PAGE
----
The global textile industry is moving steadily toward a future dependent on greener chemistries than many of the ones currently in use. There are several factors driving this trend, including increasing consumer demand for greener products, but the process involved with converting to more sustainable chemistries and processes is both complex and risky.
According to Ben Mead, Managing Director of Hohenstein Institute America, pressure from organizations inside the global textile industry, as well as current and pending legislation, are also factors making it necessary for companies to closely review and reconsider the chemistries and processes they use to make textiles. Both here in the US and overseas legislation is in place, or pending, that would ban chemicals that are potentially hazardous or trigger allergic reactions.
Mead spoke as part of the Advanced Textiles Conference at IFAI Expo in Nashville.
Chemistries used to manufacture clothing, and which have direct contact with skin, are of special concern, as are those that can significantly pollute air, water and land resources globally.
Replacing hazardous chemicals such as formaldehyde or fluorine is important but there are several risks involved for manufacturers. This includes concerns related to potentially losing proprietary information related to the ingredients and chemistries used to make their products. Establishing a relationship with an organization that can help a company make the transition to greener future requires working with people who can be trusted with a company’s intellectual property, plus have a comprehensive understanding of the sustainability landscape.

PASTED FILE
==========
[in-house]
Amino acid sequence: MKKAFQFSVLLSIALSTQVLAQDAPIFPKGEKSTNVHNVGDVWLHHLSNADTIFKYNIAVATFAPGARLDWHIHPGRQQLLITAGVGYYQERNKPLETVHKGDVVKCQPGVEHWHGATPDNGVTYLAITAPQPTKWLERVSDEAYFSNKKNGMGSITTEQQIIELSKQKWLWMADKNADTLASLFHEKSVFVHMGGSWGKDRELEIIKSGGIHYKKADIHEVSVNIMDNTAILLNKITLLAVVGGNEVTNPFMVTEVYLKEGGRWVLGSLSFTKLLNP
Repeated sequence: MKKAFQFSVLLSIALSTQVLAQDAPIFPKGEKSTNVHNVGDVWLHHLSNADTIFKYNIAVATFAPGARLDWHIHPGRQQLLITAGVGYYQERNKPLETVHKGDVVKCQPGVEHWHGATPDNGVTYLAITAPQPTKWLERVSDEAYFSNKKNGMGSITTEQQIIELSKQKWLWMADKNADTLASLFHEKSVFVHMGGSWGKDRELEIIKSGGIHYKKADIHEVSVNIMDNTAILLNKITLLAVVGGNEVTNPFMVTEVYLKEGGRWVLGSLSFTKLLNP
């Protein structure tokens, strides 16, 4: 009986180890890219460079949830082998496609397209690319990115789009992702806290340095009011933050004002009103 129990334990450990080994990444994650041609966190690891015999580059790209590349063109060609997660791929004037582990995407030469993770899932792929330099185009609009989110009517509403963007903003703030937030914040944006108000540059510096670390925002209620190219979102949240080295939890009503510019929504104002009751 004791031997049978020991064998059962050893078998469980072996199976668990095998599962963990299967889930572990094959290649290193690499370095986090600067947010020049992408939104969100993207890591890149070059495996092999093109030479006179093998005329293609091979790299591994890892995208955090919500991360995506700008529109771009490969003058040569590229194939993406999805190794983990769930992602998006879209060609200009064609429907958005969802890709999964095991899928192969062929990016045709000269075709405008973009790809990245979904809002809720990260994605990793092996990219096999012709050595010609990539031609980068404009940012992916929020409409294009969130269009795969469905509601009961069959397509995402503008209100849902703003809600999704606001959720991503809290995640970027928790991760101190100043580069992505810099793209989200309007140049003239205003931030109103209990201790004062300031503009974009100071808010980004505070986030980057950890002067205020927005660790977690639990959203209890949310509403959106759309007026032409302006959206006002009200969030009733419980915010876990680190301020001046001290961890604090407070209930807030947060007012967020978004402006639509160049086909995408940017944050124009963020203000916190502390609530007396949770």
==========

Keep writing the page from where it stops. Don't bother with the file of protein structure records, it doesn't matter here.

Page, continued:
Mead added that this landscape is populated by a variety of standards that are not all the same. Adopting a consistent set of standards related to the replacement of hazardous chemistries is an important goal for the industry, but not currently available.
Meanwhile, assistance identifying a chemistry’s hazard profile and finding greener alternatives that are efficient and effective is a continuing challenge for textile companies. Programs such as Hohenstein’s Oeko-Tex Standard have been designed to help manufacturers comply with varying regulations, and pressures, as they make the transition to more sustainable manufacturing processes.